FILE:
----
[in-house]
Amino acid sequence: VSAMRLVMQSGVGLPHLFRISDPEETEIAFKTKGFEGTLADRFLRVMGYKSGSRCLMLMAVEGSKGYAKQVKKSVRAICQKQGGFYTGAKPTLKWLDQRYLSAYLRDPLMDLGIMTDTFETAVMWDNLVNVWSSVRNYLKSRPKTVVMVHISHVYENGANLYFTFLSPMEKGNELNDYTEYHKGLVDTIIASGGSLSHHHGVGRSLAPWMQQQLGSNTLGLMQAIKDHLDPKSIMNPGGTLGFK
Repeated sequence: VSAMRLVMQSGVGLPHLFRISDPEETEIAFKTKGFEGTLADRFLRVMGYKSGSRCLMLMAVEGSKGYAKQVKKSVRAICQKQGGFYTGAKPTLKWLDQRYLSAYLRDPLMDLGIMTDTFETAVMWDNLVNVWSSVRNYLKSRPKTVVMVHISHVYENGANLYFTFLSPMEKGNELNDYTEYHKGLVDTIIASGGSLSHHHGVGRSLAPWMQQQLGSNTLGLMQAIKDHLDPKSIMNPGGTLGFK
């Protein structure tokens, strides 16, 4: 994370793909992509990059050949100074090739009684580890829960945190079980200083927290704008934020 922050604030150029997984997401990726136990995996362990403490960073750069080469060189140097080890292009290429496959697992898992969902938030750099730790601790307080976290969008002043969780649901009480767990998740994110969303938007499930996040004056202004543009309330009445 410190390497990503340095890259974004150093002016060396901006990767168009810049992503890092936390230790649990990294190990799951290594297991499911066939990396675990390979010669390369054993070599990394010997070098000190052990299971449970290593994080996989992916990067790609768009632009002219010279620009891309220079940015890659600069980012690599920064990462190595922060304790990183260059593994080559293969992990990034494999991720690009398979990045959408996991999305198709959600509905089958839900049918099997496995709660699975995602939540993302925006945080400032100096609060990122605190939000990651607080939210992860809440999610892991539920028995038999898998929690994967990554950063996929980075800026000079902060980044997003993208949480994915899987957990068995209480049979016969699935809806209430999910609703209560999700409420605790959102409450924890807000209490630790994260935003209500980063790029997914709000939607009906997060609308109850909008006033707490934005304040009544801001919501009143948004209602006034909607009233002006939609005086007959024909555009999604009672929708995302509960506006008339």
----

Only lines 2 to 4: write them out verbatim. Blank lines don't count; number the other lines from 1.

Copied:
Amino acid sequence: VSAMRLVMQSGVGLPHLFRISDPEETEIAFKTKGFEGTLADRFLRVMGYKSGSRCLMLMAVEGSKGYAKQVKKSVRAICQKQGGFYTGAKPTLKWLDQRYLSAYLRDPLMDLGIMTDTFETAVMWDNLVNVWSSVRNYLKSRPKTVVMVHISHVYENGANLYFTFLSPMEKGNELNDYTEYHKGLVDTIIASGGSLSHHHGVGRSLAPWMQQQLGSNTLGLMQAIKDHLDPKSIMNPGGTLGFK
Repeated sequence: VSAMRLVMQSGVGLPHLFRISDPEETEIAFKTKGFEGTLADRFLRVMGYKSGSRCLMLMAVEGSKGYAKQVKKSVRAICQKQGGFYTGAKPTLKWLDQRYLSAYLRDPLMDLGIMTDTFETAVMWDNLVNVWSSVRNYLKSRPKTVVMVHISHVYENGANLYFTFLSPMEKGNELNDYTEYHKGLVDTIIASGGSLSHHHGVGRSLAPWMQQQLGSNTLGLMQAIKDHLDPKSIMNPGGTLGFK
């Protein structure tokens, strides 16, 4: 994370793909992509990059050949100074090739009684580890829960945190079980200083927290704008934020 922050604030150029997984997401990726136990995996362990403490960073750069080469060189140097080890292009290429496959697992898992969902938030750099730790601790307080976290969008002043969780649901009480767990998740994110969303938007499930996040004056202004543009309330009445 410190390497990503340095890259974004150093002016060396901006990767168009810049992503890092936390230790649990990294190990799951290594297991499911066939990396675990390979010669390369054993070599990394010997070098000190052990299971449970290593994080996989992916990067790609768009632009002219010279620009891309220079940015890659600069980012690599920064990462190595922060304790990183260059593994080559293969992990990034494999991720690009398979990045959408996991999305198709959600509905089958839900049918099997496995709660699975995602939540993302925006945080400032100096609060990122605190939000990651607080939210992860809440999610892991539920028995038999898998929690994967990554950063996929980075800026000079902060980044997003993208949480994915899987957990068995209480049979016969699935809806209430999910609703209560999700409420605790959102409450924890807000209490630790994260935003209500980063790029997914709000939607009906997060609308109850909008006033707490934005304040009544801001919501009143948004209602006034909607009233002006939609005086007959024909555009999604009672929708995302509960506006008339």